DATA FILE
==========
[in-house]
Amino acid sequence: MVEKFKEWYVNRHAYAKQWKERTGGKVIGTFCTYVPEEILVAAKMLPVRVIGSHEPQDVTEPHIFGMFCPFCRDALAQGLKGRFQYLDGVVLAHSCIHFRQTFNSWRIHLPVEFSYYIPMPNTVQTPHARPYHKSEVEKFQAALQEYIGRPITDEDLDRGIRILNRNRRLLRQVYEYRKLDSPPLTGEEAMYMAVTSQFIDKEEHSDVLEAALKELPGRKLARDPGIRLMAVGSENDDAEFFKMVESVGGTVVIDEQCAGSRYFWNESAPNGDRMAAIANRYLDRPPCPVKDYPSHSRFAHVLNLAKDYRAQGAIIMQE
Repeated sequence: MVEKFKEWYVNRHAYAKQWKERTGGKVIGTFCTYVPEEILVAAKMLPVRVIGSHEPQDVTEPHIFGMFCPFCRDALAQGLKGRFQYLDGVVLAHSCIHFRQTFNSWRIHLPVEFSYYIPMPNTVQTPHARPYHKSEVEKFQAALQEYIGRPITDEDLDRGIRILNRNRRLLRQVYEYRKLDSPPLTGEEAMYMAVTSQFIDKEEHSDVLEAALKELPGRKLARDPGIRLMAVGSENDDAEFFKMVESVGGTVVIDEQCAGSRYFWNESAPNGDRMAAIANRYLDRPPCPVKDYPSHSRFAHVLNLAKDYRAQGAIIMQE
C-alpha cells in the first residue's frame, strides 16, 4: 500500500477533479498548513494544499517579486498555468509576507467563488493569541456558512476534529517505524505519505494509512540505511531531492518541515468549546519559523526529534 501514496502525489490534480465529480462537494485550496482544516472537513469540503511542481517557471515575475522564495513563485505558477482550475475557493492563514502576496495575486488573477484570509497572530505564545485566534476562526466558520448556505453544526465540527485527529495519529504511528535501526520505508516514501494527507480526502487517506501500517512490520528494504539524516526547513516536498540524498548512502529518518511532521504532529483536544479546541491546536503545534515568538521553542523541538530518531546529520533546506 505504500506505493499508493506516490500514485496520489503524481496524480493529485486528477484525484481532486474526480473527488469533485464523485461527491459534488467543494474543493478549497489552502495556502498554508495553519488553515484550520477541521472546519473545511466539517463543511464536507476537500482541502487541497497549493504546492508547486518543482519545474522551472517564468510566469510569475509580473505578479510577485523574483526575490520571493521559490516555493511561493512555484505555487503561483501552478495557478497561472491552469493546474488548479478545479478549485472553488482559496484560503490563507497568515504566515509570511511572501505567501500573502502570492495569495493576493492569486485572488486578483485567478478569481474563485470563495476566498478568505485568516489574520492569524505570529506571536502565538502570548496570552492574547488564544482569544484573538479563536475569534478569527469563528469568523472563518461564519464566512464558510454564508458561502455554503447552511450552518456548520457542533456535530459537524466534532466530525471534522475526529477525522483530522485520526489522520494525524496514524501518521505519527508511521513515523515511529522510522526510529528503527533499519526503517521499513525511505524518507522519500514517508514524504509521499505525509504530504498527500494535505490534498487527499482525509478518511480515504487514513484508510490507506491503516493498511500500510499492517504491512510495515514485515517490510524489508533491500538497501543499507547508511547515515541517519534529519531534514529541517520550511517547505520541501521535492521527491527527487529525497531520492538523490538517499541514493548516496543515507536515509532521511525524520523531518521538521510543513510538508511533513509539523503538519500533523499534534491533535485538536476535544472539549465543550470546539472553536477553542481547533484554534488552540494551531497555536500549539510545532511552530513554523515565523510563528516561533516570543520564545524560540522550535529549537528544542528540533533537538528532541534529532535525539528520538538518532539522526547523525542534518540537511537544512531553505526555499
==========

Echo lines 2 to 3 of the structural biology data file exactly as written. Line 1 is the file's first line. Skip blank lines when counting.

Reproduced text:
Amino acid sequence: MVEKFKEWYVNRHAYAKQWKERTGGKVIGTFCTYVPEEILVAAKMLPVRVIGSHEPQDVTEPHIFGMFCPFCRDALAQGLKGRFQYLDGVVLAHSCIHFRQTFNSWRIHLPVEFSYYIPMPNTVQTPHARPYHKSEVEKFQAALQEYIGRPITDEDLDRGIRILNRNRRLLRQVYEYRKLDSPPLTGEEAMYMAVTSQFIDKEEHSDVLEAALKELPGRKLARDPGIRLMAVGSENDDAEFFKMVESVGGTVVIDEQCAGSRYFWNESAPNGDRMAAIANRYLDRPPCPVKDYPSHSRFAHVLNLAKDYRAQGAIIMQE
Repeated sequence: MVEKFKEWYVNRHAYAKQWKERTGGKVIGTFCTYVPEEILVAAKMLPVRVIGSHEPQDVTEPHIFGMFCPFCRDALAQGLKGRFQYLDGVVLAHSCIHFRQTFNSWRIHLPVEFSYYIPMPNTVQTPHARPYHKSEVEKFQAALQEYIGRPITDEDLDRGIRILNRNRRLLRQVYEYRKLDSPPLTGEEAMYMAVTSQFIDKEEHSDVLEAALKELPGRKLARDPGIRLMAVGSENDDAEFFKMVESVGGTVVIDEQCAGSRYFWNESAPNGDRMAAIANRYLDRPPCPVKDYPSHSRFAHVLNLAKDYRAQGAIIMQE